2006 was hottest US year ever

That’s right, 2006 was the hottest ever. One side effect of this is natural gas prices are tumbling because of decreased need in heating homes. In the coming years we will see all manner of weather shifts and price gyrations from global warming. This will lead to politically instability in some areas.

It’s not just happening in the States either.

Joe Hartley emails

Weather, of course, is statistical. However, you might want to start monitoring weather in South America. Córdoba, inland in Argentina, is flooding, as are cities in Brazil. Lots of rain in what should be pure summer, which is unusual down there.Not that a few variations means much, but they are at least anecdotal evidence.

Reader Suvro comments on our post about China and India facing up to global warming.

India has woken up to the fact that its growing energy hunger will NOT be satisfied by C-based fuels. Indian coal is quite dirty – high sulfur content. Better grade coal is available from Indonesia and other places, but transportation costs add a large penalty. Indigenous coal, while plentiful, is low grade with high ash content also.

Coal is a terrible way to generate power. Not only is it a gross pollutant when burned, the mining of it destroys huge areas forever. We must find and use better, less-polluting and more renewable ways to generate energy before climate change causes irreversible problems.

India’s natural gas and oil reserves are quite small. Neighbors have plenty of natural gas (Bangladesh, Iran, central Asia), but are either inimical politically (Bangladesh) or there are physical barriers to pipelines (Pakistan). Also India has NOT been successful in competing with China for overseas oil and natural gas reserves (Myanmar, Russia and former Soviet States, and western Africa). Thus India is in dire need of alternative sources for energy.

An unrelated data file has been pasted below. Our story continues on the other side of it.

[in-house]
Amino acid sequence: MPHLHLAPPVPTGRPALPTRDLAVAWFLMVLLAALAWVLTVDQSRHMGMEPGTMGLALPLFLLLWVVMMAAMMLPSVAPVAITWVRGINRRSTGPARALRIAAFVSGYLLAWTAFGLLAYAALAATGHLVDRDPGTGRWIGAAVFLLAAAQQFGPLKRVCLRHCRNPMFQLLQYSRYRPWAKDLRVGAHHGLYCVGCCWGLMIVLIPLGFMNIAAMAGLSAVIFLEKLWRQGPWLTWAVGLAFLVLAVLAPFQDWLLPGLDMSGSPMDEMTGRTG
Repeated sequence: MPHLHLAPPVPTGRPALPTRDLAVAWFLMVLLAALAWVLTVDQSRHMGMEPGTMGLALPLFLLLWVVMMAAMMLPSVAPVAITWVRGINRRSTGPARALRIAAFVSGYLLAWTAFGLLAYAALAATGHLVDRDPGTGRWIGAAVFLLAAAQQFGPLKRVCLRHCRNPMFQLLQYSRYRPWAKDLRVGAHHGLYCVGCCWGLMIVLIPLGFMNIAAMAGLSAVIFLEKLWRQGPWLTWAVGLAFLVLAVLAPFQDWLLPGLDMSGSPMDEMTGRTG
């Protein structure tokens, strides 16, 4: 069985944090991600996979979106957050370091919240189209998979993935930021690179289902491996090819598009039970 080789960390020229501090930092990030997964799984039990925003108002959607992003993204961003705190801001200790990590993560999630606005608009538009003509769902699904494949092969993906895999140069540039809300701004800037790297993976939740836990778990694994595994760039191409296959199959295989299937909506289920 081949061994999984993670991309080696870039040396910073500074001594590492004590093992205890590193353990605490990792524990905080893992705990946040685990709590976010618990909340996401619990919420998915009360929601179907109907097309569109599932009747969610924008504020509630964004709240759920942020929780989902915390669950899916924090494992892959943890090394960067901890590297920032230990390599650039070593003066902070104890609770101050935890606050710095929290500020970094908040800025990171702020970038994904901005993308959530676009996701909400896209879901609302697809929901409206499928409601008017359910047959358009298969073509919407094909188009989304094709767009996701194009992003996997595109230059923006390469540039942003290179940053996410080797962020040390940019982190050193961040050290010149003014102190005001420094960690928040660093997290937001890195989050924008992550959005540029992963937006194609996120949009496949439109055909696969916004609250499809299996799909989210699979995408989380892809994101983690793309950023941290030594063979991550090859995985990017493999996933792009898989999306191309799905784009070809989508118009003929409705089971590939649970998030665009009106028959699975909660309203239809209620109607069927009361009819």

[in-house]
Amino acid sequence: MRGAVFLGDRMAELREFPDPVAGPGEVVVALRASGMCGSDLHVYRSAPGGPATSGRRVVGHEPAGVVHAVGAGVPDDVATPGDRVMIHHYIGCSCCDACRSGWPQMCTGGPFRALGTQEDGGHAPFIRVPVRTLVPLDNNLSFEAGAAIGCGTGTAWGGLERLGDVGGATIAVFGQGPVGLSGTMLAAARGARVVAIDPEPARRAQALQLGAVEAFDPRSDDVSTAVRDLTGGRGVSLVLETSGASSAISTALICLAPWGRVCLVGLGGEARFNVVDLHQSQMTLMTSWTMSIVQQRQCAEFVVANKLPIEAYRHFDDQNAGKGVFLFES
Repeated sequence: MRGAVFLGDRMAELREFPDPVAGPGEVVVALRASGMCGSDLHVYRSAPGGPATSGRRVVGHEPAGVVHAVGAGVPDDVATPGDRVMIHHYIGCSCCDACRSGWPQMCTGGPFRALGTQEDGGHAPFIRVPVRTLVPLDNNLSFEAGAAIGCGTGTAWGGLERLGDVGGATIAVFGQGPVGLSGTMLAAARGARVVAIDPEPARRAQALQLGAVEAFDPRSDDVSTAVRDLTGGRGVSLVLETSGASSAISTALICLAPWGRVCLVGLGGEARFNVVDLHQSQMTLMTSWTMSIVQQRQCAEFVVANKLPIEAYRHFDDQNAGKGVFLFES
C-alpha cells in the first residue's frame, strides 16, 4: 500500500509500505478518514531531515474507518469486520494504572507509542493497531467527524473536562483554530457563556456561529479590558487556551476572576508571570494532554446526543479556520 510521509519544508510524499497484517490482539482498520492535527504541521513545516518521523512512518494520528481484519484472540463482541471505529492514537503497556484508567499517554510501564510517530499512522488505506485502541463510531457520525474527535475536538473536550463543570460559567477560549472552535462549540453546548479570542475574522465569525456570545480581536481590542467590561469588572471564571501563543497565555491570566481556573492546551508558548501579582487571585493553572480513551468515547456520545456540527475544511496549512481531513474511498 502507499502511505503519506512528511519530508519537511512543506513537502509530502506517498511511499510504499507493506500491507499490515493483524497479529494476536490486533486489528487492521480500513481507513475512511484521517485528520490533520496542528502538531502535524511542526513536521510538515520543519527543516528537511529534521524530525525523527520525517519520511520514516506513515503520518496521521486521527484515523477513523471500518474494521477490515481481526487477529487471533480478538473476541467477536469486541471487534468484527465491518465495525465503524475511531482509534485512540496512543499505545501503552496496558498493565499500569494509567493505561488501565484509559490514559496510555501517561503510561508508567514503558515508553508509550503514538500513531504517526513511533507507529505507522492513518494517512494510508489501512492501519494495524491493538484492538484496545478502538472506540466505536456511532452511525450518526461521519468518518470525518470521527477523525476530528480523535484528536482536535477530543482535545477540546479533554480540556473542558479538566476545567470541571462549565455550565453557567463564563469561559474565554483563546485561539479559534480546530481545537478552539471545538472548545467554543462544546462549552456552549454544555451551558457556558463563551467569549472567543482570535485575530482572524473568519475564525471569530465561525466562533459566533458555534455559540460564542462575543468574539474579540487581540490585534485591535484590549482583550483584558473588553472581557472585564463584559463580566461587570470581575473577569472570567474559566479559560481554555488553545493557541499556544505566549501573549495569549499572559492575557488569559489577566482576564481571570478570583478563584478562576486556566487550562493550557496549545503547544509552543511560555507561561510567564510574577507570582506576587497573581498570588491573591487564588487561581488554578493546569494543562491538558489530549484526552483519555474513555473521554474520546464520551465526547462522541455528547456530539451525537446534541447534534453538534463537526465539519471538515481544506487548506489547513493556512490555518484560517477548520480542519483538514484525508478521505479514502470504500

The politics of energy are like the politics of water, they underpin and are a root cause of many conflicts and wars.

As they say – Necessity is the Mother of Invention. Indian wind energy tycoon Tulsi Tanti is now running Suzlon Energy, the world’s largest wind energy manufacturer. On a recent visit to India, I was told of Reliance Retail’s (to compete with Wal-Mart’s entry in India) plans to run most of its new food stores primarily on solar energy panels. Right now the solar energy industry in India is nascent and quite immature, but I expect it to become a significant player in the next 5 years – about the same time frame as here in California!

India (as well as California) has multiple ways to generate power renewably; wind, solar, hydro, wave, tidal, geothermal, and biofuel. Doing so would distribute power generation over large areas, with much less central control, which again will have a political effect.

Some friends of ours live in southern Utah “in the middle of nowhere.” They have solar power now and will probably get wind power too. They aren’t totally off the grid, but getting there, while others around them are off the grid. The political effect if millions started doing that would be considerable indeed. What if towns and cities started doing it too. You’d start to see entirely new political structures form.

So, out of the global warming crisis, we may start to see entirely new forms of politics emerge and grow.